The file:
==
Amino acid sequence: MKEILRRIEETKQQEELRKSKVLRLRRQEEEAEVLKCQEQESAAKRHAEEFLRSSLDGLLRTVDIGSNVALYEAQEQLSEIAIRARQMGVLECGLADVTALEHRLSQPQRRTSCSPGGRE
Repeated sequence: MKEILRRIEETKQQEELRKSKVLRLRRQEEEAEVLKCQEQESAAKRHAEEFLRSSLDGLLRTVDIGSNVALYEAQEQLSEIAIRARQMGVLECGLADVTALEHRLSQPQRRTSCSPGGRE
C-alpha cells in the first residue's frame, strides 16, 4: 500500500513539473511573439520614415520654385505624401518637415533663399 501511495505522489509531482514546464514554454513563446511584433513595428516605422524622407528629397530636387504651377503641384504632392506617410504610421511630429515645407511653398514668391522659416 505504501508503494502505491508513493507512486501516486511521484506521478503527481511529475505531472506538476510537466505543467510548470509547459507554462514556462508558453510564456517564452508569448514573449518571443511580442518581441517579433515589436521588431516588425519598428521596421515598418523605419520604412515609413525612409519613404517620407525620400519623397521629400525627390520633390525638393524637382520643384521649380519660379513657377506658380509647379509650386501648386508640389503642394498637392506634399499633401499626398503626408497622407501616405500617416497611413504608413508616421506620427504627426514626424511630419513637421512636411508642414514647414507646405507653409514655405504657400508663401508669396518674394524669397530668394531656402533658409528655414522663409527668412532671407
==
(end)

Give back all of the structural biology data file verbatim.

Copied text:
Amino acid sequence: MKEILRRIEETKQQEELRKSKVLRLRRQEEEAEVLKCQEQESAAKRHAEEFLRSSLDGLLRTVDIGSNVALYEAQEQLSEIAIRARQMGVLECGLADVTALEHRLSQPQRRTSCSPGGRE
Repeated sequence: MKEILRRIEETKQQEELRKSKVLRLRRQEEEAEVLKCQEQESAAKRHAEEFLRSSLDGLLRTVDIGSNVALYEAQEQLSEIAIRARQMGVLECGLADVTALEHRLSQPQRRTSCSPGGRE
C-alpha cells in the first residue's frame, strides 16, 4: 500500500513539473511573439520614415520654385505624401518637415533663399 501511495505522489509531482514546464514554454513563446511584433513595428516605422524622407528629397530636387504651377503641384504632392506617410504610421511630429515645407511653398514668391522659416 505504501508503494502505491508513493507512486501516486511521484506521478503527481511529475505531472506538476510537466505543467510548470509547459507554462514556462508558453510564456517564452508569448514573449518571443511580442518581441517579433515589436521588431516588425519598428521596421515598418523605419520604412515609413525612409519613404517620407525620400519623397521629400525627390520633390525638393524637382520643384521649380519660379513657377506658380509647379509650386501648386508640389503642394498637392506634399499633401499626398503626408497622407501616405500617416497611413504608413508616421506620427504627426514626424511630419513637421512636411508642414514647414507646405507653409514655405504657400508663401508669396518674394524669397530668394531656402533658409528655414522663409527668412532671407